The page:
South Africa is at the confluence of three ocean systems: the upwelling of the Benguela on its west coast in the Atlantic Basin, the Mozambique Channel and the Agulhas Current on its east coast in the Indian Basin, and the Southern Ocean in the south.
For the past ten years, the LEMAR Trace Metals team has been working with South African colleagues from CSIR and Stellenbosch University to better understand trace element cycles in the Southern Ocean.
The Southern Ocean plays a disproportionate role in the absorption of anthropogenic CO2 and heat: observations and models indicate that south of 30°S, the Southern Ocean is responsible for the absorption of 40% of anthropogenic CO2 and 75% of ocean heat while it represents 30% of the total ocean surface. Without this ocean basin, atmospheric CO2 concentrations would be 50% higher than they are today. Trace metals, and iron in particular, partly control the efficiency of CO2 assimilation by phytoplankton, and therefore the global carbon cycle and the associated major elements (nitrogen, phosphorus, silicon, sulphur, etc.). In addition, trace and isotope elements make it possible to trace certain ocean processes, and ultimately to better understand the functioning of ocean ecosystems. The oceanic study of these trace elements is carried out on a global scale within the framework of the international GEOTRACES programme in which LEMAR scientists are strongly involved.
Oceanographic missions led by our South African colleagues (CSIR SOCCO and SOSCEX programme, Atlantic sector of the Southern Ocean), or planned as part of an international programme co-led by the LEMAR Trace Metals team (SWINGS, Indian sector of the Southern Ocean) allow us to take samples for trace metals, which are then analyzed on land at LEMAR by SF-ICP-MS (Ocean Spectrometry Cluster) or by voltammetry and at Stellenbosch University (SF-ICP-MS). The training of students is an important point of this project, with the recent signature of a thesis co-supervision agreement between UBO and Stellenbosch University (N. Van Horsten, 2017-2020).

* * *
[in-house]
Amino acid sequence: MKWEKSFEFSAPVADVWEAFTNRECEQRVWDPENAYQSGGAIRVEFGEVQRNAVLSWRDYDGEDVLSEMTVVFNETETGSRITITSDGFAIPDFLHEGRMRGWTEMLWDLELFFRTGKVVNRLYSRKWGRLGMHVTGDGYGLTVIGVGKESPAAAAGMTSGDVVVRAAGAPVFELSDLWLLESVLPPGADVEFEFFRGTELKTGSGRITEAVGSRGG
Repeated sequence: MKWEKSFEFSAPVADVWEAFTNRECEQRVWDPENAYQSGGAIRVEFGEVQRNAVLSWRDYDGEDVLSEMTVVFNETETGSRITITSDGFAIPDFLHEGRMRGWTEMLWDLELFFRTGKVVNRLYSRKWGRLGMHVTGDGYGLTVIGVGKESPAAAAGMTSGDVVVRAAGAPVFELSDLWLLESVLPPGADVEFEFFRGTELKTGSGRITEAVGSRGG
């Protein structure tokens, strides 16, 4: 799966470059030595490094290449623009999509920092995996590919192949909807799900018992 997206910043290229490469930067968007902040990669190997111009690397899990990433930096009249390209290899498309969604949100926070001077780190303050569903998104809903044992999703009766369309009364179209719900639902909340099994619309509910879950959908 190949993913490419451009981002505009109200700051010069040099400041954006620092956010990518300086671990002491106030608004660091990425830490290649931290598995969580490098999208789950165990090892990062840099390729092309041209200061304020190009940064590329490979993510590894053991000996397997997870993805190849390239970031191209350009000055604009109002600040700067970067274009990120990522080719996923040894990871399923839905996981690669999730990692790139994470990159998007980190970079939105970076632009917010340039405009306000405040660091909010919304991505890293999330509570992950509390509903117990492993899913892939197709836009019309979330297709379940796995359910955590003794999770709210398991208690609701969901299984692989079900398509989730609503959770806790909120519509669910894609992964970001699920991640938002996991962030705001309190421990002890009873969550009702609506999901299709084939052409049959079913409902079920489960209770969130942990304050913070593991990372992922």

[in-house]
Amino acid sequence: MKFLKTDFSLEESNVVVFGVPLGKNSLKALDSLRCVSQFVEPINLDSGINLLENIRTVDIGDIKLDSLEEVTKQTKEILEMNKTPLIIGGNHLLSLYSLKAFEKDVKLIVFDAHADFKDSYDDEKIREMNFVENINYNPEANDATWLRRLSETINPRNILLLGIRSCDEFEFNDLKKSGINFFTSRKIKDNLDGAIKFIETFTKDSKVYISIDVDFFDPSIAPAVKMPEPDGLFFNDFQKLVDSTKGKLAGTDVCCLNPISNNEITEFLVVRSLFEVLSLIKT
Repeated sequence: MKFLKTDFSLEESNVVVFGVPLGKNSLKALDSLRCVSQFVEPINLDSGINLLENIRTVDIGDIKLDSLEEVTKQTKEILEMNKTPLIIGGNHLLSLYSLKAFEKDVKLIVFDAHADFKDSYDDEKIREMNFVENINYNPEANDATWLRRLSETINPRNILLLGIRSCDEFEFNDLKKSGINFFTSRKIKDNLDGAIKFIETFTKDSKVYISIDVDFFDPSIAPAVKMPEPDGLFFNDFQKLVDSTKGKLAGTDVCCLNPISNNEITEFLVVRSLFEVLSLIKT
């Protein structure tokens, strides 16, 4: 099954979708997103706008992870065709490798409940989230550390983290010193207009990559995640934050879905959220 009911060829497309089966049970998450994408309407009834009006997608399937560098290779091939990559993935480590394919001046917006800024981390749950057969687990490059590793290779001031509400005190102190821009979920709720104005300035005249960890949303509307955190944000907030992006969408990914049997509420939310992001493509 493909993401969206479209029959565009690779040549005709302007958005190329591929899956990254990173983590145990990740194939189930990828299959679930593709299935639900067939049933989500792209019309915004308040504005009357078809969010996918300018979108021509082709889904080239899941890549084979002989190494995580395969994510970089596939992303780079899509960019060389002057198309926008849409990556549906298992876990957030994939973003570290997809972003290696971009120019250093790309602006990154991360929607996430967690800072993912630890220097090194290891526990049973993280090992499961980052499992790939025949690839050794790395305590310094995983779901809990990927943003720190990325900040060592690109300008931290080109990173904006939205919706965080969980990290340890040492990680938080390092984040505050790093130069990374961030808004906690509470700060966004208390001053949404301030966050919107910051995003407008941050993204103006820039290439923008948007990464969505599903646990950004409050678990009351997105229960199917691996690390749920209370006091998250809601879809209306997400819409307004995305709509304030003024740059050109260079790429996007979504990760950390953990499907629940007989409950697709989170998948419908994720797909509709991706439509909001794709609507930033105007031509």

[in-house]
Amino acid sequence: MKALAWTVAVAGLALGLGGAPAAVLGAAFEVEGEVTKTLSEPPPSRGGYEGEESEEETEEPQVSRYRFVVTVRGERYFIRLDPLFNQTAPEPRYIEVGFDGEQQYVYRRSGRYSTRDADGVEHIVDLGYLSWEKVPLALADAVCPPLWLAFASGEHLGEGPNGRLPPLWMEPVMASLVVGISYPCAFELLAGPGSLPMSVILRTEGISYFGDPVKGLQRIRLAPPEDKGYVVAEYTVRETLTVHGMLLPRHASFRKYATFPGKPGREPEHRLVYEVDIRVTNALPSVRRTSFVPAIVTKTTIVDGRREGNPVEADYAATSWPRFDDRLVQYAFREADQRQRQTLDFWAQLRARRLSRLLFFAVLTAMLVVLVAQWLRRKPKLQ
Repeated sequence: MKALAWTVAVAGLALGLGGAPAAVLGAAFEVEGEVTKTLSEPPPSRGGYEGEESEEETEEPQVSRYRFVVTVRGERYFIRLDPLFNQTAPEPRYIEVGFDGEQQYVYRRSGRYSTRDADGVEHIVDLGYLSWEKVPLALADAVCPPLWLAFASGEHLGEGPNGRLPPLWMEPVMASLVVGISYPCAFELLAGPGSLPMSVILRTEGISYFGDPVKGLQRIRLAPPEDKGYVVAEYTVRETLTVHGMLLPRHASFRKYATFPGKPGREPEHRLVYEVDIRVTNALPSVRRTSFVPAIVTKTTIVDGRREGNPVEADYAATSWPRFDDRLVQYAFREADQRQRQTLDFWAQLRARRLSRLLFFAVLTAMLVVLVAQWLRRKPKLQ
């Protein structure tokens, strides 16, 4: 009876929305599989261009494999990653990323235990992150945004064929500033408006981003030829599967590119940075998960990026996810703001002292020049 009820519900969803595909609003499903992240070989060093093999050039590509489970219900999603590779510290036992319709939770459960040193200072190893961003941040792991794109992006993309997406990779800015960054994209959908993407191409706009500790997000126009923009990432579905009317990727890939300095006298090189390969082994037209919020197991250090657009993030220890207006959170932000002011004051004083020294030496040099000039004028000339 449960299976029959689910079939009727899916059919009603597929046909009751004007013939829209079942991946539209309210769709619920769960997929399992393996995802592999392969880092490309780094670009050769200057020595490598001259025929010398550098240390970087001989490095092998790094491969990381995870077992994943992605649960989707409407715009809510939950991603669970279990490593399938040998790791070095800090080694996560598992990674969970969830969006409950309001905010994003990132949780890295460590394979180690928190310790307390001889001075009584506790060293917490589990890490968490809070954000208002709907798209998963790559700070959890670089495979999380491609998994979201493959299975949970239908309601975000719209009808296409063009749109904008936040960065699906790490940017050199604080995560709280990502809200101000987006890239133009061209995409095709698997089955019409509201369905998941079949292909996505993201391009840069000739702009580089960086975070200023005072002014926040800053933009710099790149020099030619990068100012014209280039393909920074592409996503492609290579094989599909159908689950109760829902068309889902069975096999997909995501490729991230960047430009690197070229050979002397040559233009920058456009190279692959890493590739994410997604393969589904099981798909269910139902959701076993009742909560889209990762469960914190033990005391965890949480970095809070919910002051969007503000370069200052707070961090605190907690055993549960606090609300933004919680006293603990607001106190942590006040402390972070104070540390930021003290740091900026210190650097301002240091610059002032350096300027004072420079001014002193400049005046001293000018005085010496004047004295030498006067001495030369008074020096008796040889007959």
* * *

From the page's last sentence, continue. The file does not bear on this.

These studies were initiated within the framework of LMI ICEMASA, in which LEMAR was a partner. Their funding and the mobility of students and researchers between France and South Africa are ensured both by South African (SANAP, PI: T. Mtshali), French (SeaTraM, Isblue, PI: E. Bucciarelli, SWINGS, ANR, co-PI: H. Planquette) and bilateral (Hubert Curien PROTEA Partnership: co-PI: T. Mtshali/E. Bucciarelli) projects.
SeaTraM (Seasonality of Trace Metal Distributions in the Southern Ocean): PI : E. Bucciarelli
PHC PROTEA : co-PI : E. Bucciarelli/T. Mtshali
SWINGS : South West INdian Geotraces Section : co-PI: H. Planquette/C. Jeandel